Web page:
PORT TOWNSEND — Young faces and new names dominated Jazz Port Townsend this year, emerging talent that pressed audiences against the future of jazz. But as the three-day festival neared its peak Saturday afternoon, the audience was asked to look to the past.
The festival's artistic director John Clayton took the lead, recalling for those who packed McCurdy Pavilion in Fort Worden State Park, the first time, at age 16, that he ever listened to a recording of pianist Oscar Peterson. Like most, he was astounded and he never looked at jazz music the same way again. He remembered every note," Clayton said.
And with that, Clayton introduced to the stage the pianist Peterson named as his protg, Benny Green, who had agreed, for the first time since Peterson's death in 2007, to perform a set of Peterson's music as a tribute to his former mentor.
Clayton himself was mentored by Peterson's longtime bass player, Ray Brown, who also made Green part of his own trio in the early 1990s. Before Green sat down at the piano, Clayton made a phone call to Peterson's widow, Kelly Peterson, from the stage so she could hear the audience applaud.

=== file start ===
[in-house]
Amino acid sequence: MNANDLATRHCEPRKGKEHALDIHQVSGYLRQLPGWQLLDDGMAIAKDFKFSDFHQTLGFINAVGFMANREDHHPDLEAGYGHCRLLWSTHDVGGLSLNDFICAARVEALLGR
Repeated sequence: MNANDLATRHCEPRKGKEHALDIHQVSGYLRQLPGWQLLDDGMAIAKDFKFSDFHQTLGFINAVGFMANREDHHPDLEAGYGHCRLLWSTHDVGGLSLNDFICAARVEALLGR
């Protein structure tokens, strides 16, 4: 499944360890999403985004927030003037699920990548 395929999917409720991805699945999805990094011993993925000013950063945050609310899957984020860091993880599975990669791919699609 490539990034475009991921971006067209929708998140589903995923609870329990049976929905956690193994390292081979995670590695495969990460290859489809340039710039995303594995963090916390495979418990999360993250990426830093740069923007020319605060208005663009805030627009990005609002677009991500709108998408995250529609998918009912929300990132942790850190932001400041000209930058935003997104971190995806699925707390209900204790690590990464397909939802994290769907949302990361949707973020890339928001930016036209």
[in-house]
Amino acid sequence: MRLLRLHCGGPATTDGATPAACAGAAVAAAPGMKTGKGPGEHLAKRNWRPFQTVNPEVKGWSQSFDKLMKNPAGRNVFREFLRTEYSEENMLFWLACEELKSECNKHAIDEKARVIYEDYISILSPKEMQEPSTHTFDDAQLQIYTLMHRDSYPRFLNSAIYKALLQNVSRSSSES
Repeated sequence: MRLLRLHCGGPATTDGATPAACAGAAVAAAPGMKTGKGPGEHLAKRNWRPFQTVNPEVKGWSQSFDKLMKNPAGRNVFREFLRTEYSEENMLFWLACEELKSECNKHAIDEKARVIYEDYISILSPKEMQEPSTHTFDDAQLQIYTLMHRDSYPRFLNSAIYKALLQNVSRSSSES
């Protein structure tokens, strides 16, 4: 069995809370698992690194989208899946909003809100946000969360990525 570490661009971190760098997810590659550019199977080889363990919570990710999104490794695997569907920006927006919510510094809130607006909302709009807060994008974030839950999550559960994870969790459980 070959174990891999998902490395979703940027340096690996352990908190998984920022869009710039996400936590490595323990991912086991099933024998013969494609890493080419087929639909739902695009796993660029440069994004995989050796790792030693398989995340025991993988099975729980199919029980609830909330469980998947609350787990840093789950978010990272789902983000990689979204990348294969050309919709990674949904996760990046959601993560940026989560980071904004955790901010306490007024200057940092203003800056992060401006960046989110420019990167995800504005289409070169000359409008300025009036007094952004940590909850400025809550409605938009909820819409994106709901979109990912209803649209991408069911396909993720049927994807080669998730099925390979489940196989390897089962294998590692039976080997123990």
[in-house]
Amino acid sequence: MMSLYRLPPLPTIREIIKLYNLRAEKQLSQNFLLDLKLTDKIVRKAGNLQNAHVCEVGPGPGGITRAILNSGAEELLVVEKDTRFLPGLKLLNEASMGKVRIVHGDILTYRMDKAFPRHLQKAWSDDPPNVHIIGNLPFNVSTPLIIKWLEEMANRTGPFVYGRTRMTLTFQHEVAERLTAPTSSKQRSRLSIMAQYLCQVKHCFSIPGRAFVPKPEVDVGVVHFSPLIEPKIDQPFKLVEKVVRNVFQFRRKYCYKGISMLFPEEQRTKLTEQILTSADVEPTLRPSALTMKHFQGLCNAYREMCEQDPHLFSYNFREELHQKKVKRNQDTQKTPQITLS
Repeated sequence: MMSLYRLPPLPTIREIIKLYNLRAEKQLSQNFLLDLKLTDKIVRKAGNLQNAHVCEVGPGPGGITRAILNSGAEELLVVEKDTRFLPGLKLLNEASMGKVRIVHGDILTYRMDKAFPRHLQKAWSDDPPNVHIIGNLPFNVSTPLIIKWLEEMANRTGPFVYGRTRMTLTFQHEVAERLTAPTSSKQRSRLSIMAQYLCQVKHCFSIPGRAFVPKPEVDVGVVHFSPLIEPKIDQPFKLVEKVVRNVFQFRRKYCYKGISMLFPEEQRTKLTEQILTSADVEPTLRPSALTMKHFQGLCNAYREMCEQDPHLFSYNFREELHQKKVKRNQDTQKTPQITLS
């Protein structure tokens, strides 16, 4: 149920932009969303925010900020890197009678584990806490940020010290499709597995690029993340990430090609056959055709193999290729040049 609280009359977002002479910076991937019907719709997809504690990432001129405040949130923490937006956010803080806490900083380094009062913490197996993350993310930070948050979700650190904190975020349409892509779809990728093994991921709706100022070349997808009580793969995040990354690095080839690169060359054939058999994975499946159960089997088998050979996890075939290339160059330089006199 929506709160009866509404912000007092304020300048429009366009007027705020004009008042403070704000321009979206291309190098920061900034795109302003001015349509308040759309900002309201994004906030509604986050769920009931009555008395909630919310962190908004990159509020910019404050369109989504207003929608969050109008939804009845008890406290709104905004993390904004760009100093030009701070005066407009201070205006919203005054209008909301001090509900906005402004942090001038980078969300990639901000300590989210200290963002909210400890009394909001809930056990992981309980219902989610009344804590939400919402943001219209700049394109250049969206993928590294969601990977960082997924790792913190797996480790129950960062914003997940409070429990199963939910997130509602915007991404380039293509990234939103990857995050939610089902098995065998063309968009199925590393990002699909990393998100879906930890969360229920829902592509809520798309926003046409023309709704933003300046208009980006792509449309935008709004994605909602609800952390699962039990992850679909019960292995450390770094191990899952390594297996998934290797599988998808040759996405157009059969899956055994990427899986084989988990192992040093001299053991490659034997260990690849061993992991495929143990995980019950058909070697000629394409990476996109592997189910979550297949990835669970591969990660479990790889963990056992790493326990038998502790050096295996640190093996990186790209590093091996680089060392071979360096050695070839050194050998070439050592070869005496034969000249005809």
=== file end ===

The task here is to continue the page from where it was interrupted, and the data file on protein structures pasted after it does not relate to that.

Green, 46, who performed with Seattle bassist Doug Miller and drummer Alvester Garnett, is one of few — if not the only pianist — who not only understands Peterson but can play like him. Capturing Peterson's sound means taking command of the entire keyboard in a way few have done, doubling up his lines of improvisation with his right and left hand, filling songs with stout chords and bluesy turns, swallowing whale gulps of notes at a time but pronouncing each one meaningfully.
The trio took one departure from playing Peterson's original compositions, with a mercurial version of the theme from the television show Bewitched," a song Green counted off at close to 400 beats per minute. Velocity was another Peterson trademark.
Between songs, Green spoke eloquently about his close friendship with Peterson and shared a particular personal observation: He was the only musician I know who smiled when he listened to a recording of himself."
This story appears courtesy of Seattle Jazz Scene.
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